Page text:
Rescission Bill Makes the Cut, Goes to Governor

Fiona Ma had the line of the day. The Speaker Pro Tem was leading the Assembly through its paces, through one bill after another, long into the day. In the late afternoon, she announced that she would lift the call vote on six items — usually a sign of wrapping up the day’s proceedings.

“Now don’t get excited,” Ma said, looking up from speaker’s desk. “We’re not going home yet.”

In fact, the Assembly and Senate worked all day, and then convened for rare night sessions yesterday. They passed a number of bills, including several health-related ones.

• One high-profile health care bill, AB 2470 by Hector De La Torre ( D-South Gate), was approved after some 11th-hour changes. The bill prohibits rescission of health insurance for two years after it’s issued and bans post-claims underwriting for that period of time, as well.

The breakthrough, De La Torre said, came this week. “We made some amendments to the bill, and this week, the health plans removed their opposition.”

That bill is now going to the governor for a signature, after being approved in a 24-10 vote.

• De La Torre was also at the center of a different kind of opposition — fellow Democrat Dave Jones (D-Sacramento) stood up and spoke against a bill presented by De La Torre, SB 1163 (Mark Leno, D-San Francisco). It would require certain health care service plans and insurers to give its reasons in writing, when denying coverage or enrollment. The bill would also require insurers to notify patients of any change in premium rates 60 days before implementing that change.

“It was this kind of information that led [Anthem] Blue Cross to reducing its rate hikes,” De La Torre said, “from an average of 29% down to 14%, which is a significant reduction in their rate increase.”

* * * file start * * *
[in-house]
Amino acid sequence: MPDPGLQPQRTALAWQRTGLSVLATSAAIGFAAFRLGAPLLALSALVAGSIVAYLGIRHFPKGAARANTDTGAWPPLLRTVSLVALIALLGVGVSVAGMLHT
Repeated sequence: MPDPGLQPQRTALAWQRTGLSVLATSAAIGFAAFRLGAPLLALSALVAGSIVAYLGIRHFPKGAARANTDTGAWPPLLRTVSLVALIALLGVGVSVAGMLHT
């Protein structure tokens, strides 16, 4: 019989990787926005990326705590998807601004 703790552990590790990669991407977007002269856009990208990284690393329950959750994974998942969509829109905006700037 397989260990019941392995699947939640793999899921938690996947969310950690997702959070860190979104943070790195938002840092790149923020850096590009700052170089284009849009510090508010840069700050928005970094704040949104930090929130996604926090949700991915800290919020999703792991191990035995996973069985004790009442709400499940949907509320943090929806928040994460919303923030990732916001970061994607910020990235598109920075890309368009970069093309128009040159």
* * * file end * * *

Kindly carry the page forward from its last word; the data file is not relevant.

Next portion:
But Jones said that the “additional government here does not accomplish anything. What this bill does is, it says that unreasonable rates can be justified on actuarial soundness.”

De La Torre countered that all current protections remain untouched by this bill. “The same authorities remain in place,” he said. “The disclosure just goes on top of everything else.”

The measure passed 48-19.

• Anyone using In-Home Supportive Services should be allowed to select any qualified IHSS provider they want, according to the language of AB 2274 (Jim Beall, D-San Jose).

Sen. Carol Liu (D-La Canada Flintridge) offered up the bill. “Many people get IHSS through managed care,” she said, “and this bill extends the right of provider choice to anyone who receives a Medicare waiver.”

It passed 18-9 and heads to the governor.

• AB 2153  by Ted Lieu (D-Torrance) also is headed to the governor’s desk for a signature. It would establish a system to track overcrowding in emergency departments at acute care hospitals. It would require a tally be recorded every four hours which, over time, would create a “crowding score” for emergency departments across California.

• One controversial bill is being saved for last. The bill to establish a single-payer system (SB 810) is due for a floor vote today.

• Another  high-profile bill stalled Monday — by a hair. Dave Jones’ bill (AB 2578), which would regulate the health insurance industry, failed when it deadlocked in a 17-17 tie vote.

It was granted reconsideration, so it’s not quite dead yet.

The bill would give the state the power to regulate health insurance rate hikes and give the state insurance commissioner more authority. The bill’s fate carrries extra significance for its author. Jones is the Democratic nominee for insurance commissioner, a post that will be decided in the November election.

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